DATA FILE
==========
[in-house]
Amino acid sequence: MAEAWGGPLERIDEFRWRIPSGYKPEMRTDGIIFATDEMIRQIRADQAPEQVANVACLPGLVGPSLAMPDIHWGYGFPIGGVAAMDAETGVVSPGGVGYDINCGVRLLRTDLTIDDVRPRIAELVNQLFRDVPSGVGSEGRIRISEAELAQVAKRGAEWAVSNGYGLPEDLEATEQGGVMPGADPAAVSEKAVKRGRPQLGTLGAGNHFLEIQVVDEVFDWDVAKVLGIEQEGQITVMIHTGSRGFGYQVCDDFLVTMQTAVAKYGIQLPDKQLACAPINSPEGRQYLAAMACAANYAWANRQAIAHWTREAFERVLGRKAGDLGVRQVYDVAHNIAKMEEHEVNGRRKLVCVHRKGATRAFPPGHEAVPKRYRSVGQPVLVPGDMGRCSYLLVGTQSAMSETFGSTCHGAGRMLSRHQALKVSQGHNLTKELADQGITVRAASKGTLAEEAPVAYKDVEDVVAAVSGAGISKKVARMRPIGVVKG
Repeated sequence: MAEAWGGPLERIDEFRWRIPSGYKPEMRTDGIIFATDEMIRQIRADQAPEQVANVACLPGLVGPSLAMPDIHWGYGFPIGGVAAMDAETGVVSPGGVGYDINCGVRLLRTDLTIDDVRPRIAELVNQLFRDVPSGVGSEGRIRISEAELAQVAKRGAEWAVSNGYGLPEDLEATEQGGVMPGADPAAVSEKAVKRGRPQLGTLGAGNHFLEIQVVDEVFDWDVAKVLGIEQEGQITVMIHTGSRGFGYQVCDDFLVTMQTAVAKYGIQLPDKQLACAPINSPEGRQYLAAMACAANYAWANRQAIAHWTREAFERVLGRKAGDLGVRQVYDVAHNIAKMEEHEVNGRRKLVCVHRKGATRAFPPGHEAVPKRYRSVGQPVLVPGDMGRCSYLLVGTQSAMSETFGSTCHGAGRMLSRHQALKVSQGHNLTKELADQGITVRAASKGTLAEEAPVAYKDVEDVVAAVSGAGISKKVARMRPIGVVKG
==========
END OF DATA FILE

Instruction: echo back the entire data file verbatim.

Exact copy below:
[in-house]
Amino acid sequence: MAEAWGGPLERIDEFRWRIPSGYKPEMRTDGIIFATDEMIRQIRADQAPEQVANVACLPGLVGPSLAMPDIHWGYGFPIGGVAAMDAETGVVSPGGVGYDINCGVRLLRTDLTIDDVRPRIAELVNQLFRDVPSGVGSEGRIRISEAELAQVAKRGAEWAVSNGYGLPEDLEATEQGGVMPGADPAAVSEKAVKRGRPQLGTLGAGNHFLEIQVVDEVFDWDVAKVLGIEQEGQITVMIHTGSRGFGYQVCDDFLVTMQTAVAKYGIQLPDKQLACAPINSPEGRQYLAAMACAANYAWANRQAIAHWTREAFERVLGRKAGDLGVRQVYDVAHNIAKMEEHEVNGRRKLVCVHRKGATRAFPPGHEAVPKRYRSVGQPVLVPGDMGRCSYLLVGTQSAMSETFGSTCHGAGRMLSRHQALKVSQGHNLTKELADQGITVRAASKGTLAEEAPVAYKDVEDVVAAVSGAGISKKVARMRPIGVVKG
Repeated sequence: MAEAWGGPLERIDEFRWRIPSGYKPEMRTDGIIFATDEMIRQIRADQAPEQVANVACLPGLVGPSLAMPDIHWGYGFPIGGVAAMDAETGVVSPGGVGYDINCGVRLLRTDLTIDDVRPRIAELVNQLFRDVPSGVGSEGRIRISEAELAQVAKRGAEWAVSNGYGLPEDLEATEQGGVMPGADPAAVSEKAVKRGRPQLGTLGAGNHFLEIQVVDEVFDWDVAKVLGIEQEGQITVMIHTGSRGFGYQVCDDFLVTMQTAVAKYGIQLPDKQLACAPINSPEGRQYLAAMACAANYAWANRQAIAHWTREAFERVLGRKAGDLGVRQVYDVAHNIAKMEEHEVNGRRKLVCVHRKGATRAFPPGHEAVPKRYRSVGQPVLVPGDMGRCSYLLVGTQSAMSETFGSTCHGAGRMLSRHQALKVSQGHNLTKELADQGITVRAASKGTLAEEAPVAYKDVEDVVAAVSGAGISKKVARMRPIGVVKG